While Piaget argued that stages of development is important concept to determine which information a child can learn ,according to Bruner's notion of 'spiral curriculum', knowledge can be represent to child at almost any age with appropriate material for child. According to him curriculum should be designed from simple to complex, general to detailed and abstract to concrete manner and it named as spiral curriculum. Bruner suggested that learner obtain knowledge by discovering. Hence, sometimes learners are not presented subject matter as a whole and they are allowed to develop their own learning. So, in the discovery process teacher should be as a guide. In Bruner's theory the guide of teacher is much more than Piaget's theory. In my opinion, while in Piagetian perspective, instruction is based on exploration within the real life; Bruner gives importance learning by discovering. So, instructions should be organized by giving opportunities to learner for discovering. For instance, in schools role playing, group projects or computer simulations can be help for discovery (Schunk, 2008). For Bruner, sequence is important while presenting material. In both of the theories, instruction should encourage the child for discovery learning; lead individual to make sense the world through cognitive schemes; for example, experiments with real objects may make learning better and in both of the two theories students are actively engaged in the learning process. Also for effective instruction, Bruner states that instruction should associated with learners' predisposition.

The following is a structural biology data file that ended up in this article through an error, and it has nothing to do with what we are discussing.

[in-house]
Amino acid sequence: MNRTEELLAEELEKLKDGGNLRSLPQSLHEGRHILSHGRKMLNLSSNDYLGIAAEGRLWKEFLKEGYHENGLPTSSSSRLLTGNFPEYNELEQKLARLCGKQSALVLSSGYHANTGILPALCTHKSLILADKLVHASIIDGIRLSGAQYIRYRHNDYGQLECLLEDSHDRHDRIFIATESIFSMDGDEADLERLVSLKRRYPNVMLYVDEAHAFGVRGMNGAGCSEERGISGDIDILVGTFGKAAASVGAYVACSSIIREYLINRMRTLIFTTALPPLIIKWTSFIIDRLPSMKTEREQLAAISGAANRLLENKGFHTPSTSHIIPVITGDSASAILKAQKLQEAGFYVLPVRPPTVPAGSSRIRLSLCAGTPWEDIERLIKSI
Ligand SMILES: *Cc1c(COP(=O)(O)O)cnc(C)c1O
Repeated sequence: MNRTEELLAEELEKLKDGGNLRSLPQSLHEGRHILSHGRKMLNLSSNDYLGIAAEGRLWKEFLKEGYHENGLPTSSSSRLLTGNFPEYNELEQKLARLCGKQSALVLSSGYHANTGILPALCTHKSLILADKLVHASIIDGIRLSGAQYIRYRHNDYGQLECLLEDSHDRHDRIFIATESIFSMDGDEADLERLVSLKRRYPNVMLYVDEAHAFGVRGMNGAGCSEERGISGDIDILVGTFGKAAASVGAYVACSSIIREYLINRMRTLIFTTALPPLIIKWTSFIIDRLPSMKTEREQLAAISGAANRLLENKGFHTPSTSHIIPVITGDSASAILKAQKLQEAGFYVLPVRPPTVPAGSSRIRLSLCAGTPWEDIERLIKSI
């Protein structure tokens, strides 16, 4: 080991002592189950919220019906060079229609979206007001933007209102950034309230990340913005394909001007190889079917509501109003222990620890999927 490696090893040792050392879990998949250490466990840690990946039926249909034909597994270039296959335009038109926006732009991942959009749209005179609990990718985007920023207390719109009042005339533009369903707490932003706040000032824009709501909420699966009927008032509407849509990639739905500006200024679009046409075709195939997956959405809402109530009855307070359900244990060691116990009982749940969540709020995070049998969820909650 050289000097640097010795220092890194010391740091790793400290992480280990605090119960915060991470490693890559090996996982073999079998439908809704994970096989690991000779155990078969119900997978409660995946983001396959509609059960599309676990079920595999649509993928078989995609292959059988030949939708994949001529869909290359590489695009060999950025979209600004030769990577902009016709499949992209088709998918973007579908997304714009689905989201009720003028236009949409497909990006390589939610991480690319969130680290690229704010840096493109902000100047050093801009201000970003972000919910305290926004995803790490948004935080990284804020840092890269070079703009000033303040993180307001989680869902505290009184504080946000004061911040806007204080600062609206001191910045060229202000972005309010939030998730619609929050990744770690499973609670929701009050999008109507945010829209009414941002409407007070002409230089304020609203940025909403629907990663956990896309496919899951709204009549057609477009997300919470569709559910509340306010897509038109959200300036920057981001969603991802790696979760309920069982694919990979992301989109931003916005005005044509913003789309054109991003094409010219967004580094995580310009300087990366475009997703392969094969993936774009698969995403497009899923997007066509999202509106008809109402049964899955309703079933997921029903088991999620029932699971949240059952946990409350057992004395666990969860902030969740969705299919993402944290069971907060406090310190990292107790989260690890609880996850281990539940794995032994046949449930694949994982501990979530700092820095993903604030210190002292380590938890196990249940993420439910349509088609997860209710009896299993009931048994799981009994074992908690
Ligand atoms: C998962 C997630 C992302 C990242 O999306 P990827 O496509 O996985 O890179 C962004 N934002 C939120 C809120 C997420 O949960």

Role of teacher
For both Bruner and Piaget, teacher is a guide. For Piaget, teacher is an organizer who guides stimulating plan and research. Teacher encourages stimulate and support exploration and invention and recognize and what provides disequilibrium and curiosity for children and how to use it in an appropriate way. Also according to Bruner's theory instructor has also a crucial role in terms of guiding students' learning. The instructor provides adequate tools and support to stimulate the student into discovering the knowledge on his own. Teacher is guidance in learning environment.